“Right now, the No 48 crew (Johnson’s car) are the team to beat in NASCAR, and if we could do that it would be incredible, especially at this point in my career. It would be the ultimate accomplishment.”
Johnson speaks warmly of his complicated relationship with Gordon. “It’s been an interesting 10 years,” he says. “We have a great deal of respect for one another, on and off the track, but there have been flare-ups from time to time. It’s hard to have your friends be your toughest competitors, but that respect is the bond which has kept us working together. I’m sure that some day when the pressure of competition is gone the friendship will be more of a priority. Right now, things are great. We’re friendly, but we’re still racing.”
Last September on the super-fast, high-banked 1.5-mile Atlanta Motor Speedway Gordon scored the 85th win of his career after a tremendous door-to-door battle with Johnson. They raced together, tails sliding up to the wall in a spectacular display of NASCAR at its best. “When the grip goes away at Atlanta you’re on ice,” says Gordon. “It really is slick. Typically you wouldn’t have to push it quite that much, but when you’re in a battle for the win you’re going to get everything you can out of it and go over the limit several times on a lap.
“To be able to do that was a lot of fun. It was nerve-racking from where I was sitting because there was so little grip. Every lap I was trying to go as fast as I could, knowing that one mistake could cost me the race.”
Johnson has equally warm memories of the duel. “Atlanta is a great track to really see how hard the drivers work. The grip level is pretty low, so when the tyre breaks traction it’s not as abrupt as on a really grippy track. The asphalt at Atlanta is so old that the tyres aren’t loaded as heavily and you can slide the car around and put on a great show. It was fun racing with Jeff in that moment. We didn’t care about points, we didn’t care about anything. It was all about how was I going to get by him? I wanted to use the throttle but I just didn’t have the rear grip to do it. I was dead sideways a few times.”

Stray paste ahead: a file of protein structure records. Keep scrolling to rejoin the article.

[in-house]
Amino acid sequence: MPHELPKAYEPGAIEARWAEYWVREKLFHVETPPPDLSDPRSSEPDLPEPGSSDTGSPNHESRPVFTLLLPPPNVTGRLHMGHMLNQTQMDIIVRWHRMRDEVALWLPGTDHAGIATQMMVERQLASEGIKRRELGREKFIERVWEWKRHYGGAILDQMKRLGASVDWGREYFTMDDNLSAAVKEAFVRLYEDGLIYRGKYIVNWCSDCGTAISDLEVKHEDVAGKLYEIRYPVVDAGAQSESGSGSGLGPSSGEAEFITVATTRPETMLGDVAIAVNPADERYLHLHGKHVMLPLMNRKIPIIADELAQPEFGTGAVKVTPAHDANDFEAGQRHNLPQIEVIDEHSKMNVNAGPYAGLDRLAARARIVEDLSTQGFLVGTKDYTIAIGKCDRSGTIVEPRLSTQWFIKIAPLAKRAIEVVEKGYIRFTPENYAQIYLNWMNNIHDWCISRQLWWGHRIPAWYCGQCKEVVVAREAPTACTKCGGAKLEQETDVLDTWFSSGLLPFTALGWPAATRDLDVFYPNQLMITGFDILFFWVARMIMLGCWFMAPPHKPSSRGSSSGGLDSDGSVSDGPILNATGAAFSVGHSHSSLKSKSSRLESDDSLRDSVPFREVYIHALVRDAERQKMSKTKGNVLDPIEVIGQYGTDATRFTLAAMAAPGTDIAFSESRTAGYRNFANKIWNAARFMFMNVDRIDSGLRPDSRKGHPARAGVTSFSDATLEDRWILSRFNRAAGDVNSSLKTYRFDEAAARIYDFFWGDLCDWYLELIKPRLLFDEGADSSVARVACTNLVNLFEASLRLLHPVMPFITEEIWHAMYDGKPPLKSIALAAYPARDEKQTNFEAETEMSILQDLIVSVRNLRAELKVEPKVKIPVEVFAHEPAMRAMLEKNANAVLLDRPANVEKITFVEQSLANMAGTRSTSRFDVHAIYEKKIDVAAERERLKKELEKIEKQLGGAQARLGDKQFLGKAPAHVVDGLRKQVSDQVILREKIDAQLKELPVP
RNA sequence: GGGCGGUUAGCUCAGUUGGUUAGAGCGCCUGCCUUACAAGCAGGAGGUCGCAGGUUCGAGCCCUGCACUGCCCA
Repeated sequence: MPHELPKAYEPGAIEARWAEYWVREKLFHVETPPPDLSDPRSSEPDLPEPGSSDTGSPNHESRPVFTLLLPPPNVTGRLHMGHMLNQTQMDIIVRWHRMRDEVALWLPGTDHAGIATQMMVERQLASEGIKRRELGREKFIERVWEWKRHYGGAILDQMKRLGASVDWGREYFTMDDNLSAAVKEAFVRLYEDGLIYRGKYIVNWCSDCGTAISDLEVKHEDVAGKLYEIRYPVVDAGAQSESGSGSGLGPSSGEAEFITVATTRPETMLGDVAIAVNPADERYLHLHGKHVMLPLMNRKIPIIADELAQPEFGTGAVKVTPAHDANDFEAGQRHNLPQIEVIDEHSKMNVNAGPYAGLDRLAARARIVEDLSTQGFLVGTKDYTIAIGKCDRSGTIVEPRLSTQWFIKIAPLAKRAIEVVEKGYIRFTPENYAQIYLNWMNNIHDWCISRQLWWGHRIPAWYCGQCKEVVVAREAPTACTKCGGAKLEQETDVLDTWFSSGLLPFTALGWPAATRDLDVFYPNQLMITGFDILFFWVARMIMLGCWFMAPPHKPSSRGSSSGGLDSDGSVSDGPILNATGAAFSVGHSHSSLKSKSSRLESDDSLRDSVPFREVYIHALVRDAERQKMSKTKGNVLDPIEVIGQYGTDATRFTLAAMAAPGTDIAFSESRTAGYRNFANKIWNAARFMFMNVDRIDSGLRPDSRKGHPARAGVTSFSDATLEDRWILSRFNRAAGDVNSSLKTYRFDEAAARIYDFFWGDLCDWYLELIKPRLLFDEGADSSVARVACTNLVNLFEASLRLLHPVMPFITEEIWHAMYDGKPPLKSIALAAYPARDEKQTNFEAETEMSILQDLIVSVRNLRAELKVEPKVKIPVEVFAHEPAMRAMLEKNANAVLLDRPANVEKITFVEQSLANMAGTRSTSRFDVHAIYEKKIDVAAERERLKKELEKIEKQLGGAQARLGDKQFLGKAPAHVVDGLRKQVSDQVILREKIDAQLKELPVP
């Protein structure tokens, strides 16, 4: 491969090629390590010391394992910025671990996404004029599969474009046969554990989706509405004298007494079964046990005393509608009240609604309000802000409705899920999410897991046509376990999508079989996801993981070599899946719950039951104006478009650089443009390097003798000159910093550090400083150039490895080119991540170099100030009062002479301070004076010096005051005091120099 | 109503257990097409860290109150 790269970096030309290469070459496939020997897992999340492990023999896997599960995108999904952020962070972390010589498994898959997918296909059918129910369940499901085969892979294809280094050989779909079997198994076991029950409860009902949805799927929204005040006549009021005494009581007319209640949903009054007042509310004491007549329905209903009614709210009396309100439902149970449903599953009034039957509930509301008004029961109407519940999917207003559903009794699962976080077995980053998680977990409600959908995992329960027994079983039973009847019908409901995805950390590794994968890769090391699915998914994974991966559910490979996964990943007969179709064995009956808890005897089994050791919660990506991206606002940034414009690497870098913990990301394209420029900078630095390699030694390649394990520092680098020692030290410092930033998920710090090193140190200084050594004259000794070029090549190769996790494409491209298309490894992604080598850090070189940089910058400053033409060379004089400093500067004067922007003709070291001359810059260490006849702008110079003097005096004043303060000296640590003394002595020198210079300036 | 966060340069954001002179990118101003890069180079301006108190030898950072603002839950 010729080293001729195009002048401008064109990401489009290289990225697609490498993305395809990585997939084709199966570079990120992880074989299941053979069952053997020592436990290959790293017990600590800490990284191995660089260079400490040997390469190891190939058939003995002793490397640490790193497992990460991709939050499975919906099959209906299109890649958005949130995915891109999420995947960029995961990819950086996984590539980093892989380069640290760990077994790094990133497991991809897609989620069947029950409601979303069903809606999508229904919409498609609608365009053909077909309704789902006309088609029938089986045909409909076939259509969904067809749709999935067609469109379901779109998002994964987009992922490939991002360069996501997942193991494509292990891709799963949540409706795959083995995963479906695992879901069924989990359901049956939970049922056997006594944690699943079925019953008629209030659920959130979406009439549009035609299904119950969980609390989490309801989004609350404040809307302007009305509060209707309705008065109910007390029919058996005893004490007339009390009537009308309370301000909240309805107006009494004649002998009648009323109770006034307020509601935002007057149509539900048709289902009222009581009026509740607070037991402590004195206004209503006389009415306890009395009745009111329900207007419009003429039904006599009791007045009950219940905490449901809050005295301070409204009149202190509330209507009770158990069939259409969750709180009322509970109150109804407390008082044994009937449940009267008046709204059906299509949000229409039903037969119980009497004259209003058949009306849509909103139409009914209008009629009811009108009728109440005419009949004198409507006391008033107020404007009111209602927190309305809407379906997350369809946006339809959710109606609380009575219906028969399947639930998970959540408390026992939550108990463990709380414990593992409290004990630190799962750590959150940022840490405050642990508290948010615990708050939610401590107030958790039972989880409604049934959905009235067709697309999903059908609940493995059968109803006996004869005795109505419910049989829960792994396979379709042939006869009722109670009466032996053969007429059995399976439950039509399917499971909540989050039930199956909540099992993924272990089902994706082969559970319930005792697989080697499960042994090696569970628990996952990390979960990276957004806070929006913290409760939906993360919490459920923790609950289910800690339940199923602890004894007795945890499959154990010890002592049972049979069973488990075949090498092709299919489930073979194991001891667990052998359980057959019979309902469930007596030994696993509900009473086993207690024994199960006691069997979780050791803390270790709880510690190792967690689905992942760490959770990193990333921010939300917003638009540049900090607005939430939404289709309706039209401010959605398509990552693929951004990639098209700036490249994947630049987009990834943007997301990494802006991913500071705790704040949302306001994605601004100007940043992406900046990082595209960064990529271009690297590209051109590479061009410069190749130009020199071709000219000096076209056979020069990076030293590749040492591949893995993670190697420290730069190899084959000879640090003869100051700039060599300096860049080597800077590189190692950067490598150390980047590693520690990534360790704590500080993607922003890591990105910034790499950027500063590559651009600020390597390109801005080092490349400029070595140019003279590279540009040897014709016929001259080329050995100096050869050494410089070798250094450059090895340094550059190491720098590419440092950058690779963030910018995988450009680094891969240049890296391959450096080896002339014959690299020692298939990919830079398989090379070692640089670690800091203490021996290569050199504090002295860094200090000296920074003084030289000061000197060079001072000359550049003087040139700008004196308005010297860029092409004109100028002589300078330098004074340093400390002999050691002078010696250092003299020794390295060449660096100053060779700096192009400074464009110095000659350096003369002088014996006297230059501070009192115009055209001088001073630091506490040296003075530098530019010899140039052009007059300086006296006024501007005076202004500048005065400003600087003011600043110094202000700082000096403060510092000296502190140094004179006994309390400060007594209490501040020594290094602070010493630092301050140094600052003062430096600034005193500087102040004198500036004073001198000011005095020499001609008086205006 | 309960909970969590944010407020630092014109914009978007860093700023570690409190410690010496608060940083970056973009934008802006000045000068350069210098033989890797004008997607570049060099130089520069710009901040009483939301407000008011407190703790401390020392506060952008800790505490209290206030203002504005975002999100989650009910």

Ken Howes, Hendrick’s vice-president of competition, came to America from South Africa more than 25 years ago and has run the team’s race operations for two decades. He attends every NASCAR race and bases himself at Gordon’s No 24 transporter. “You hope people realised what they were watching [at Atlanta],” he says. “It was two of the greatest stock car drivers giving it everything they had on a difficult track. When we say these cars don’t have a lot of grip, you could see it there.”
Howes believes Gordon and Johnson do a great job of controlling and casting aside any on-track anger they may have towards each other. “We do our best to manage it. At Texas two years ago Jeff and Jimmie had a little argument. But those days are rare and it doesn’t last for long. They just see it as another car on the track that’s interfering with their progress.”
No sign of slowing down
Having failed to win a race for two years Gordon bounced back this season with three victories at the time of writing, including his 85th at Atlanta, which put him third on NASCAR’s all-time winners list behind Richard Petty (200 wins) and David Pearson (105). At 40, Gordon shows no signs of even thinking about quitting, while Johnson, 36, is at the peak of his career with 55 wins to his credit.
“Jeff has got a spring in his step and I think he senses that the team is capable of winning the championship,” says Howes. “But Jimmie is a formidable champion. He’s not going to give up without a big fight. Jimmie impresses me more and more each year as a champion. He definitely carries it well, he’s the consummate professional.”
Clearly Johnson is in the prime of his life. “It’s hard to say I’m not at the peak of my career with what’s gone on,” he admits. “The desire in me to compete is still very high. I don’t even know where retirement is. I assume that at some point I’ll just have had enough and the fire will go out. But I don’t see that happening any time soon.
“I don’t spend a lot of time looking at what has gone on. I try to reflect a little bit, but in motor sport it changes weekly, daily for that matter, and you’ve got to live in the now. That has helped me not to spend too much time looking at what we’ve done and thinking how much cooler it could be to do more. You’ve got to go out and earn it each and every week.”
Howes believes some people underestimate the depth of NASCAR’s field and the complexities of running long races with multiple pitstops and full-course yellow flag caution periods. “The drivers aren’t given credit for how talented they are,” he says. “When you see people of the calibre of Juan Pablo Montoya and others who have come and tried it, they have plenty of talent and they get the speed out of the car. They run competitive times, but when you get to the race and being able to run 400 and 500 miles and not make a mistake on pitroad or anywhere else, it’s more difficult than people imagine.”